Time computation library with CRON scheduling capability
Switch branches/tags
Nothing to show
Clone or download
Fetching latest commit…
Cannot retrieve the latest commit at this time.
Permalink
Failed to load latest commit information.
docs/api
resources
src/vura
test/vura
.gitignore
README.md
build.boot
project.clj
repl.clj

README.md

Vura (core)

Clojars Project

Vura is small Clojure/script zero dependency time computation and manipulation library. Library uses numeric representation of time to compute Gregorian calendar years, months and so on. Vura calculates time with current system offset by transforming local timestamp value to UTC value at given time with function time->value that returns plain number of seconds. When computation/manipulation is over numeric value of time should be transformed to Date representation by caling value->time. For rest of core functions check API docs.

Usual workflow would be to transform java.util.Date or some other object to numeric value with time->value protocol implementation and afterwards do the computation in numeric domain. vura.core offers at par functions to clj(s)-time only those functions work in numeric domain and on immutable values. This means working with numbers instead of objects to compute values. After computation is over if needed use value->time implementation of TimeValueProtocol to transform numeric values to java.util.Date | js/Date, or leave them in numeric form if that fits you. Vura has nice macro that transforms Date instances to their value representations and afterwards evaluates body -> time-as-value. Use it to reduce boilerplate when possible.

Why?

  • Immutability
  • Zero dependency, only clojure.core
  • Simple and familiar algebra in number domain
  • Both Clojure and Clojurescript library with same 99% of code

How?

Heart of this library is round-number function.

(defn round-number
  "Function returns round whole number that is devidable by target-number.
  Rounding strategy can be specified in round-how? options:

   :floor
   :ceil
   :up
   :down"
  ([number] (round-number number 1))
  ([number target-number] (round-number number target-number :down))
  ([number target-number round-how?]
   (assert (pos? target-number) "Target number has to be positive.")
   (case target-number
     0 0
     (let [round-how? (keyword round-how?)
           diff (rem number target-number)
           base (if (>= target-number 1)
                  (* target-number (quot number target-number))
                  (- number diff))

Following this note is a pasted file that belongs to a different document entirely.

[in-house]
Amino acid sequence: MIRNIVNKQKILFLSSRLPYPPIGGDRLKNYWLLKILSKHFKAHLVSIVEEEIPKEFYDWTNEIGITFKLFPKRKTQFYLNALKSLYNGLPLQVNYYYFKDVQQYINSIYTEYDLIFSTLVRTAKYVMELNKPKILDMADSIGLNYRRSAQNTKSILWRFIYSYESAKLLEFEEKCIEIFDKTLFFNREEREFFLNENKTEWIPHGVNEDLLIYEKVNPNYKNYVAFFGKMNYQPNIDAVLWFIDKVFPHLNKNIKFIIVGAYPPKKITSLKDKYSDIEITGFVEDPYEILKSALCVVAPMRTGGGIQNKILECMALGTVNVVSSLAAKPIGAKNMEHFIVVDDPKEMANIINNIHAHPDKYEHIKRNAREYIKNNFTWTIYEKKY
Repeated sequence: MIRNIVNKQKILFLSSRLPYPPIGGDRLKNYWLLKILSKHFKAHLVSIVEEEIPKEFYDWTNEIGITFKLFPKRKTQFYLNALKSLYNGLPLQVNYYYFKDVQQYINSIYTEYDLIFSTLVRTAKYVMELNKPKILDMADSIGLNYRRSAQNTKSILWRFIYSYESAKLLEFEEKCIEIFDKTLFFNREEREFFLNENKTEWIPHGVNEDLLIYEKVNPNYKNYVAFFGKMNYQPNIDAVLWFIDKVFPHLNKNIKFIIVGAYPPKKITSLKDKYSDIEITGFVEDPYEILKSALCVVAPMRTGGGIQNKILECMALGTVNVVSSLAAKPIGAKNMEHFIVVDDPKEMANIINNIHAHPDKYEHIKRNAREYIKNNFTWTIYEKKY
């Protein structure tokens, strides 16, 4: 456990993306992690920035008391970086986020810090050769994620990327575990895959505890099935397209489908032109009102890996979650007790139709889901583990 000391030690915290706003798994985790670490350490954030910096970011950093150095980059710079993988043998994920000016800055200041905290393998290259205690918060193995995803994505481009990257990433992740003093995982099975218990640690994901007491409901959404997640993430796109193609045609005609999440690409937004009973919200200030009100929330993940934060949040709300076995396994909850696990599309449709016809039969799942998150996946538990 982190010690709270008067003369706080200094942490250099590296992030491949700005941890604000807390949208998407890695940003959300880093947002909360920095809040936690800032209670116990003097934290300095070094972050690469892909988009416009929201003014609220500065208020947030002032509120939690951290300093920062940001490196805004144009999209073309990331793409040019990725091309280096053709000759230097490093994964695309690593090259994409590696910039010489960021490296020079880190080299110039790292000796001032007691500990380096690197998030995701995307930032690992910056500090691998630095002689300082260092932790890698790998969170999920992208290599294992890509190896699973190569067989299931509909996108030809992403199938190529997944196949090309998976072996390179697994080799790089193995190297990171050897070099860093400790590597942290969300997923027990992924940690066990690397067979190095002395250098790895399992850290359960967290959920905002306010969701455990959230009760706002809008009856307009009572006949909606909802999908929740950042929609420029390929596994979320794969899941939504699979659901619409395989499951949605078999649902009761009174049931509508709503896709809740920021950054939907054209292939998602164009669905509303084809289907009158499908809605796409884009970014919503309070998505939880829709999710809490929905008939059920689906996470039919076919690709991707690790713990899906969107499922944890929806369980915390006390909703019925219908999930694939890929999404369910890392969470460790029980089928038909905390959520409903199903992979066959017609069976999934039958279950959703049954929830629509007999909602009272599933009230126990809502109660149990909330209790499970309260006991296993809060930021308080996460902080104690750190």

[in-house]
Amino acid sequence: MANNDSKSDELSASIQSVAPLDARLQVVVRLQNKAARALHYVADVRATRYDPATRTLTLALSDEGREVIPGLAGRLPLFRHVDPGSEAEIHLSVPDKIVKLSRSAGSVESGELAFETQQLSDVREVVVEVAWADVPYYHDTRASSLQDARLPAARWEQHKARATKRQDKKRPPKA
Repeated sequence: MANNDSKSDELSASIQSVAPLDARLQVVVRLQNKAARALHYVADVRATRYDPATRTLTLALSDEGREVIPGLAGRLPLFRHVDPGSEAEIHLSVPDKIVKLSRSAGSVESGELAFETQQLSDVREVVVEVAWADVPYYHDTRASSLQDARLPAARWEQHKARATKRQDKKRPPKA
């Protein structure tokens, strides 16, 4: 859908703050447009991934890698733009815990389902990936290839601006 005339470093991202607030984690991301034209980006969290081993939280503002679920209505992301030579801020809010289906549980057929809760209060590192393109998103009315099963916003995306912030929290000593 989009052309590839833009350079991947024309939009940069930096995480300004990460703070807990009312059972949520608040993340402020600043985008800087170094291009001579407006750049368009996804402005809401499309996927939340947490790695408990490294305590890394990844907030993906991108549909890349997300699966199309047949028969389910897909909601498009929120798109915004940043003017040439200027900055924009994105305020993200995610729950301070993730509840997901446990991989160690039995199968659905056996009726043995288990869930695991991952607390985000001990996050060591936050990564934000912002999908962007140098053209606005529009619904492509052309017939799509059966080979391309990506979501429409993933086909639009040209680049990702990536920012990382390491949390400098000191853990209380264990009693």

limit (* 0.25 target-number target-number)
           compare-fn (case round-how?
                        :floor (constantly false)
                        :ceil (constantly (not (zero? diff)))
                        :up <=
                        <)]
       ((if (pos? number) + -)
        base
        (if (compare-fn limit (* diff diff)) target-number 0))))))

This is nice (and quick) function that doesn't just to rounding to 1 or 0 but to any target number whatsoever. I.E.

vura.core=> (time (round-number 182.8137172 0.25 :up))
"Elapsed time: 0.062 msecs"
182.75

vura.core=> (time (round-number 182.8137172 0.25 :down))
"Elapsed time: 0.123 msecs"
182.75

vura.core=> (time (round-number 182.8137172 0.25 :ceil))
"Elapsed time: 0.075 msecs"
183.0

vura.core=> (time (round-number 182.8137172 0.25 :floor))
"Elapsed time: 0.062 msecs"
182.75

Rounding strategy :floor and :ceil are selfexplanatory. :up and :down are different in that :up will round number up if value is exactly half of target-number and :down will round number down. Otherwise value will be rounded to nearest value. I.E.

vura.core=> (time (round-number 182.625 0.25 :down))
"Elapsed time: 0.072 msecs"
182.5

vura.core=> (time (round-number 182.625 0.25 :up))
"Elapsed time: 0.063 msecs"
182.75

Choices and assumptions

Values of timestamps are normalized to Greenwich Mean Time. As base unit of time vura uses second. This is not usual choice from programmers perspective but not that unusual for anyone else that is using SI. So bare with me it doesn't matter in the end anyway.

(def second 1)
(def millisecond (/ second 1000))
(def microsecond (/ millisecond 1000))
(def nanosecond (/ microsecond 1000))
(def minute 60)
(def hour (* 60 minute))
(def day (* 24 hour))
(def week (* 7 day))

Time constructs defined this way can be easly added, subtracted, multiplied, devided, round-numbered.

(defn seconds
  "Function returns value of n seconds as number."
  [n]
  (* n second))

(defn second?
  "Returns which second in day does input value belongs to. For example
  for date 15.02.2015 it will return number 0"
  [value]
  (int (mod value 60)))

(defn midnight
  "Function calculates value of midnight for given value. For example
  if some date value is inputed it will round-number to the begining of
  that day."
  [value]
  (round-number value day :floor))

Yout get the idea...

What else?